Home routers and security flaws
Posted Oct 11, 2007 13:45 UTC (Thu) by tialaramex
In reply to: Home routers and security flaws
Parent article: Home routers and security flaws
I am very dubious about this "less than 10 seconds" remark.
My impression after trying WEP crackers on friendly networks was that they weren't very effective. No doubt the possibility that a determined and resourceful attacker would eventually succeed in obtaining your WEP key is a valid threat model, and I agree it would be better to upgrade to better technology where possible, but "10 seconds" doesn't match my experience.
I spent several days monitoring active (and friendly) business networks with tools that made these sort of claims, and in each case they failed to retrieve a workable key. In that time I learned several things relevant to the "10 seconds" claim.
You can't crack a network that's idle. The beacon packets are plaintext, so you're reduced to just guessing keys and trying to connect, there are 2^56 keys so that's not viable even if no-one notices your billions of failed attempts.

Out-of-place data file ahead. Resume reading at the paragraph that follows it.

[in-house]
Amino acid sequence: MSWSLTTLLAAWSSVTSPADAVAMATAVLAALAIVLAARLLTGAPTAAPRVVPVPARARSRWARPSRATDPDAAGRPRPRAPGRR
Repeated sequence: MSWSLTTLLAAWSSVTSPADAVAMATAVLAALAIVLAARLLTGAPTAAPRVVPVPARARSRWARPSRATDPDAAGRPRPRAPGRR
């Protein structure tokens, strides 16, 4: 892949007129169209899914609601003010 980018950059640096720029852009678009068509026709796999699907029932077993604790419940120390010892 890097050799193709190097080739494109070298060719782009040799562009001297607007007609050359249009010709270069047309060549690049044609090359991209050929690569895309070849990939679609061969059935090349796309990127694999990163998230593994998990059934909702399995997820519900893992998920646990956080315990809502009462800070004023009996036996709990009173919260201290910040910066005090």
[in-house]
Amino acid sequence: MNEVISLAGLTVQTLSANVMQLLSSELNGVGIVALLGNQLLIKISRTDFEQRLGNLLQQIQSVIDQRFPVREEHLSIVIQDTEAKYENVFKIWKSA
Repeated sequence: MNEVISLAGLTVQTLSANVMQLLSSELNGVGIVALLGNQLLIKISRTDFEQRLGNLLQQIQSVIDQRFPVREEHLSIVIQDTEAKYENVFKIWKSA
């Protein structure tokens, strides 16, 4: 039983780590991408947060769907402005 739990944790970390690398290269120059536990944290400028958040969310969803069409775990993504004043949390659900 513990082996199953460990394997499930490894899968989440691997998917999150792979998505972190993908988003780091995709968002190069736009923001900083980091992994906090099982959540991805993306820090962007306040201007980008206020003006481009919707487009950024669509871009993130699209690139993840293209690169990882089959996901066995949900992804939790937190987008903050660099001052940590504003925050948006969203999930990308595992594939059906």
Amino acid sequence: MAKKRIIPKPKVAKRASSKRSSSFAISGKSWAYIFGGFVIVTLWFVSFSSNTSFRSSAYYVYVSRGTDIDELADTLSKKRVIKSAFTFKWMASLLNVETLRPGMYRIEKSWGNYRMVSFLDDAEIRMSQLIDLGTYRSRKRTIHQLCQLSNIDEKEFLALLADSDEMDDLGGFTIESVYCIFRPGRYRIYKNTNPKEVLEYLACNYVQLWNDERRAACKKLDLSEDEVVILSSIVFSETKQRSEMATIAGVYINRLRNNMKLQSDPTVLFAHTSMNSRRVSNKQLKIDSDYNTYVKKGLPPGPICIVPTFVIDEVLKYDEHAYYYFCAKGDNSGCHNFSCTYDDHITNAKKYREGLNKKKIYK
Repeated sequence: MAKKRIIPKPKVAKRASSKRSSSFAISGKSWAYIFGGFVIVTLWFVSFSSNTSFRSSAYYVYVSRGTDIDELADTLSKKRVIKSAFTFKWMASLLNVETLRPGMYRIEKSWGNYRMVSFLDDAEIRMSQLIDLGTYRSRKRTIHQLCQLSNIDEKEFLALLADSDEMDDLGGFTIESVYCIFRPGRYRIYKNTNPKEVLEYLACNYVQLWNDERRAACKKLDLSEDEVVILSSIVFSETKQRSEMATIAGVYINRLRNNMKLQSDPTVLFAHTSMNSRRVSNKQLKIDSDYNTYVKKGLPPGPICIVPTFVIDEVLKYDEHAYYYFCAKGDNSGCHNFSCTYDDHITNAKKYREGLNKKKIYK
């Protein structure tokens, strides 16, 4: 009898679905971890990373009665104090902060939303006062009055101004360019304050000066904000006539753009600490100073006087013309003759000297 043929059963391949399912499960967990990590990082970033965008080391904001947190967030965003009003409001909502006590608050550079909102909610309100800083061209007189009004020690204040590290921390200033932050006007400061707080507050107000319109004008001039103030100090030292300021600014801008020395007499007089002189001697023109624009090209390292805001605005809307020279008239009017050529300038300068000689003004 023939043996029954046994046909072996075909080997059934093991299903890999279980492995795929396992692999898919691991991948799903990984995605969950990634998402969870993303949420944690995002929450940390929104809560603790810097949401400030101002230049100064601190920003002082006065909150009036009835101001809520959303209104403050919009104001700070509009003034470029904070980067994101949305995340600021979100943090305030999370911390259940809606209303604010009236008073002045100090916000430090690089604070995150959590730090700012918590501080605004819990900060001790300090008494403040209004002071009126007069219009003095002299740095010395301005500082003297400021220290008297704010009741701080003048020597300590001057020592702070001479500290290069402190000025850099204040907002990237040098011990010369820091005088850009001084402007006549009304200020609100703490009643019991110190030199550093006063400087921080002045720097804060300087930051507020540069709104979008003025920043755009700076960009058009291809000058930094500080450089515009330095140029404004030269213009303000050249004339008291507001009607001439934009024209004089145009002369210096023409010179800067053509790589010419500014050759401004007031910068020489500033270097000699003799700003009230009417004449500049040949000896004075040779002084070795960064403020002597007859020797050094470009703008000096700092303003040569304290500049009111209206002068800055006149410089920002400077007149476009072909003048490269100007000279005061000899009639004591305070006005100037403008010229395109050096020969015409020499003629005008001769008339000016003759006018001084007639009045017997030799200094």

Crackers are mostly looking for "weak IVs" which are an implementation error in early APs. If your AP doesn't spit out lots of weak IVs then your WEP implementation will take much longer to crack.
Although having more eavesdropped data available improves the performance of the cracking software it isn't linear, so collecting data for twice as long won't halve the time taken to guess a key.
The attack is probabilistic, so sometimes it won't work and the only way to know why would be to start with the real key value, and if you had that (which I did) then attacking WEP is only an exercise.
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